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The most important scrapbooking supply is the album itself, which can be permanently bound, or allow for insertion of pages. There are other formats, such as mini albums and accordion style fold out albums. Some of these are adhered to various containers, such as matchbooks, CD cases, or other small holders. When scrap artists started moving away from the page and onto alternative surfaces and objectives, they termed these creations altered items. This movment circles back to the history of art from the 1960s when Louise Nevelson was doing Assemblages with found objects and recycled parts.

Modern scrapbooking is done largely on 12 inch 30 cm square or letter-size US Letter 8.5 by 11 inch or A4 210 by 297 mm pages. More recently, smaller albums have become popular. The most common new formats are 6, 7, or 8 inch 15, 17.5, or 20 cm square. It is important to many scrappers to protect their pages with clear page protectors.

Basic materials include background papers including printed and cardstock paper, photo corner mounts or other means of mounting photos such as adhesive dots, photo mounting tape, or acid free glue, scissors, a paper trimmer, art pens, archival pens for journaling, and mounting glues like thermo tac. More elaborate designs require more specialized tools such as die cut templates, rubber stamps, craft punches, stencils, inking tools, eyelet setters, heat embossing tools and personal die cut machines.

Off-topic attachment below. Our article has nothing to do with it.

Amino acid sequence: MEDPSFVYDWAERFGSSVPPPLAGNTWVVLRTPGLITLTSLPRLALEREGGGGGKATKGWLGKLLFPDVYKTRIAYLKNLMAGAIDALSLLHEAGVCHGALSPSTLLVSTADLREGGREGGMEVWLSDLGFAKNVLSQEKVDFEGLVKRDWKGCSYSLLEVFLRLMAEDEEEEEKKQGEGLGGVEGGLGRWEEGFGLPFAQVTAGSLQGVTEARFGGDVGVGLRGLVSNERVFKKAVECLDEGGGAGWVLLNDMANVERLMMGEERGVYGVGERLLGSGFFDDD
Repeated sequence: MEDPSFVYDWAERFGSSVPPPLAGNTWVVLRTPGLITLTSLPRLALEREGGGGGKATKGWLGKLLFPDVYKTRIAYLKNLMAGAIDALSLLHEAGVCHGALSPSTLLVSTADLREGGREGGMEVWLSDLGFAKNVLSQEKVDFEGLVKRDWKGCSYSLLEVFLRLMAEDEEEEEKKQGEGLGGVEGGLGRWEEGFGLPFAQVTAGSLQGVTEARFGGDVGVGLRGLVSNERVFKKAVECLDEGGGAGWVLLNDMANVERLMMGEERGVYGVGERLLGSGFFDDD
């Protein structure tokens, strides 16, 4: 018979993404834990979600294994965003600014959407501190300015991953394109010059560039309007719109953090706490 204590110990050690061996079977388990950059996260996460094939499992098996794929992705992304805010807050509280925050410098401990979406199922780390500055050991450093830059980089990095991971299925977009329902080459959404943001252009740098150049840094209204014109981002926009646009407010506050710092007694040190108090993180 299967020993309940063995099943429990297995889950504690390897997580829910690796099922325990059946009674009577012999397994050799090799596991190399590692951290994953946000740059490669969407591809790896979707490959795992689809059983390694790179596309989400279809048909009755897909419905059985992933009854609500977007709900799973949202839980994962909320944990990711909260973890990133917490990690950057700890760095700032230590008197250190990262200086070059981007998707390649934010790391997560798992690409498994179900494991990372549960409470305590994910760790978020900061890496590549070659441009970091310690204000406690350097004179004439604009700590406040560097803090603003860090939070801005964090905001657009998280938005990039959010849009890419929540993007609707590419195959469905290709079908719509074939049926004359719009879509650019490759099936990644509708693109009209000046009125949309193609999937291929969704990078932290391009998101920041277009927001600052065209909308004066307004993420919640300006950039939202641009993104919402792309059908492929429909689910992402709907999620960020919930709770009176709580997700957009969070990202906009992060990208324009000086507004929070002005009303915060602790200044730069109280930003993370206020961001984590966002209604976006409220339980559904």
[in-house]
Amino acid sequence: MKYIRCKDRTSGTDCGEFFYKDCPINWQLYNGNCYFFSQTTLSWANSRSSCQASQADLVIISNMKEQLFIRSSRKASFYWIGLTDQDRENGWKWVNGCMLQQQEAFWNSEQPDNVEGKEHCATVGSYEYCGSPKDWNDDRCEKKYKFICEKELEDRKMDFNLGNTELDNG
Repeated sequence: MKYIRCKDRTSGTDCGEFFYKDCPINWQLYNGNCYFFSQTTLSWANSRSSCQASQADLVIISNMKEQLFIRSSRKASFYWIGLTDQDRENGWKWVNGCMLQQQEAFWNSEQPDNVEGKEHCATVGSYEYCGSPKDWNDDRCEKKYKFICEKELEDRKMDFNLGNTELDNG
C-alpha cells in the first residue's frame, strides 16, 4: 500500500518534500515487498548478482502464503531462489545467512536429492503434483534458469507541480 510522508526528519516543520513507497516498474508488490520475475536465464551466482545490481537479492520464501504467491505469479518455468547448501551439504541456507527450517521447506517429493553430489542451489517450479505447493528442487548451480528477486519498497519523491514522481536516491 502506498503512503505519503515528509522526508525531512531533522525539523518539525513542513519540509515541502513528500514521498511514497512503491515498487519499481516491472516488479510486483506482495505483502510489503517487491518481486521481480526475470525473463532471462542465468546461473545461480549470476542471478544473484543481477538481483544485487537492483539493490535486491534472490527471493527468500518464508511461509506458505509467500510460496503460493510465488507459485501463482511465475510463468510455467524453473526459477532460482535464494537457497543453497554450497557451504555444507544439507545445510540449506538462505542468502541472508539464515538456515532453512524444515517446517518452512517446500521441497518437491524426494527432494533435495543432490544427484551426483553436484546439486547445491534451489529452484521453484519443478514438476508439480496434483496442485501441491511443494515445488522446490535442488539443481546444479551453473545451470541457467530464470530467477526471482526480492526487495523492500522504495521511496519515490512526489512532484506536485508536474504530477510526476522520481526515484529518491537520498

Various accessories, referred to as embellishments, are used to decorate scrapbook pages. Embellishments include stickers, rub ons, stamps, eyelets, brads, chipboard elements in various shapes, alphabet letters, lace, wire, fabric, and ribbon. The use of die cut machines is also increasingly popular; in recent years a number of electronic die cutting machines resembling a plotter with a drag knife have hit the market, enabling scrappers to use their computer to create die cuts out of any shape or font with the use of free or third party software.

One of the key components of modern scrapbooking is the archival quality of the supplies. Designed to preserve photographs and journaling in their original state, materials encouraged by most serious scrapbookers are of a higher quality than those of many typical photo albums commercially available. Scrappers insist on acid-free, lignin-free papers, stamp ink, and embossing powder. They also use pigment-based inks, which are fade resistant, colorfast, and often waterproof. Many scrappers use buffered paper, which will protect photos from acid in memorabilia used in the scrapbook. Older "magnetic" albums are not acid free and thus cause damage to the photos and memorabilia included in them. Gloves, too, are used to protect photos from the oil on hands.

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